At this point, working from home is not only good for you, but for your co-workers too. The less people congregating in one place, the better our chances of controlling the spread of the virus. If you’re lucky enough to have a job that can be fully done online and remotely, then good for you. Others may not be as lucky, but they can still consider moving some aspects of their job online. For example, meetings, interviews, orientations/briefings, trainings and seminars can be done using web conferencing and other online communication tools. Meanwhile, inquiries and intake/registrations can be set-up on company websites or done through the phone. This minimizes or eliminates the need for in person contact.
If your employer gives you the green light to work remotely, follow these steps to do it smoothly:
Know your organization’s policy for remote working
This is important especially if your work involves classified or private information. What to check:
- Use of hardware and software – Generally, it is not advisable to use personal equipment. This will entail data security risks, plus it can be challenge for your IT to provide support. Aside from laptops, check if your company issues accessories (such as mouse and webcam) and the software needed to do your job, for example word processing and design programs. Know the proper email accounts and phone numbers to use.
- Use of files and other equipment – Check if you’re allowed to carry paper files and office equipment (other than laptops) and supplies for use remotely. This will depend on the nature of your job and security protocols observed by the company.
- Internet connection – Check if your wi-fi at home is reliable and if it has decent upload speeds. You may also need to have VPN and server access as well as phone service.
- Communication tools and protocol – Does your team use Skype or other tools to communicate? Make sure to set up an account on the right app and let your boss and team know your account details. Your team can also set some ground rules like when and how to let them know that you’re signed in, regularly scheduled updates or check-ins, procedures to follow when submitting work, or how to notify them about schedule changes and sick days.
Do a trial run
A trial run will allow you to find out the kinks early and work them out before you go fully remote. This will also prevent you from going back and forth (from your home to the office), saving time and effort (as well as exposure) and minimize technical problems in the future. But keep your IT’s number close by, just in case!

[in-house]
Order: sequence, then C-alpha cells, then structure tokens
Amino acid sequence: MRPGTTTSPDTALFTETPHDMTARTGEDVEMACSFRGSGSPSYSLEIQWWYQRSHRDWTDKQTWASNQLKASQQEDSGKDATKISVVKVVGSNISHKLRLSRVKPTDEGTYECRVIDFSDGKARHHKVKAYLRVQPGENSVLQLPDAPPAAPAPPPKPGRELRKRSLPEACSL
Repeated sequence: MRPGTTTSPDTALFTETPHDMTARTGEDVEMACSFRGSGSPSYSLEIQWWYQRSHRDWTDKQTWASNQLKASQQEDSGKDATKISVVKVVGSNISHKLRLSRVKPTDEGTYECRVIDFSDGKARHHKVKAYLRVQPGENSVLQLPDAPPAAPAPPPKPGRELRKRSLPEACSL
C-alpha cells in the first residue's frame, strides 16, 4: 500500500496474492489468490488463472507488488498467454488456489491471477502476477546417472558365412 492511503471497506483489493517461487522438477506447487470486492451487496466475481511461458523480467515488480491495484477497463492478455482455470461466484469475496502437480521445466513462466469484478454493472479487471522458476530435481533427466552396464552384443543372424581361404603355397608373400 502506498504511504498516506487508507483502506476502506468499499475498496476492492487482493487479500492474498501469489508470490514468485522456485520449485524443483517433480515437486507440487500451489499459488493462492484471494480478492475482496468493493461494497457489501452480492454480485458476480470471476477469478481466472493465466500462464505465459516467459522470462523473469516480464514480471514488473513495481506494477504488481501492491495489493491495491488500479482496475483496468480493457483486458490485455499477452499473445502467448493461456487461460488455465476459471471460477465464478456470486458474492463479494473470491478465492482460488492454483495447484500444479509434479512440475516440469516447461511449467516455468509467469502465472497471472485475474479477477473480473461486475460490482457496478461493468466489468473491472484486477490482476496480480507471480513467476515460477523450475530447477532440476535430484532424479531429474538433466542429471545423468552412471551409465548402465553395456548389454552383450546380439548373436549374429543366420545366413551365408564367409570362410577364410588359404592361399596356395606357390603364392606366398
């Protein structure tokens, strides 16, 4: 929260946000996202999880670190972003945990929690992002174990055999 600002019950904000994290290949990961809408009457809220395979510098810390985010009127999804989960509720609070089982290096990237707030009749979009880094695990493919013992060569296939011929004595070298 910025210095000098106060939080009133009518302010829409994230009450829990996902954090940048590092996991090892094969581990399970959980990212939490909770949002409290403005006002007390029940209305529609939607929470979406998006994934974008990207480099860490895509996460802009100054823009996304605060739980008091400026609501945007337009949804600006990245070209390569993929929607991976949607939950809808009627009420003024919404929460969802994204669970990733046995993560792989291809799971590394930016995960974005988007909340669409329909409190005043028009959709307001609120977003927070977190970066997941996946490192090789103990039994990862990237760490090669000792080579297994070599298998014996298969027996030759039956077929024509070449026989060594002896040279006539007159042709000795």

Check if everybody is on the same page
Make sure that you are clear about your team’s goals, strategies and deliverables. Know when and how to provide updates on a project, which collaboration tools to use, and other protocols. Make sure that you can connect with everyone on the team to prevent feeling isolated.
Prepare your office space
Have a room or quiet corner dedicated for working. Make sure that it’s a clean and orderly area with no distractions or hazards. It is important that you have ample light and ventilation, as well as electrical outlets nearby. Fight the urge to work on your couch or bed! Get an ergonomic table and chair (or standing desk). This will keep you from developing neck and back problems later on.
Follow a schedule
Some companies are now adopting staggered work schedules. This is done to avoid overloading their systems since more people are expected to work remotely. The higher loads can slow down or even crash systems. So be clear about your work schedule.
Fit in breaks or rest times within your work day. This is something you might forget because of the relaxed work environment. It’s important to step away from the computer, rest your eyes or stretch your legs from time to time. This will prevent health problems and burnout. Also make sure that you start and end work at the same time and have a list of things to accomplish each day. This will take discipline but you will discover that you are more focused and productive when you follow a schedule consistently.
Be prepared for minor hiccups in the first few days of working from home. Expect technical problems like choppy audio, slow connection, or lost files. There could be funny moments too, like kids dancing in the background while you’re on a video call or catching a glimpse of a co-worker in pajamas. Be patient as this a new arrangement; it takes getting used to. These are also extraordinary times. Nobody was prepared for it. So be considerate and understanding. Once you get over these hurdles, you’ll see that telecommuting is not only a safe but a productive option.
Sources: Preparing your employees to work from home, Shannon Miller, Tackle; How to transition your business from an office-based company to a remote one, Russell Smith, Business.com. Accessed March 20, 2020..
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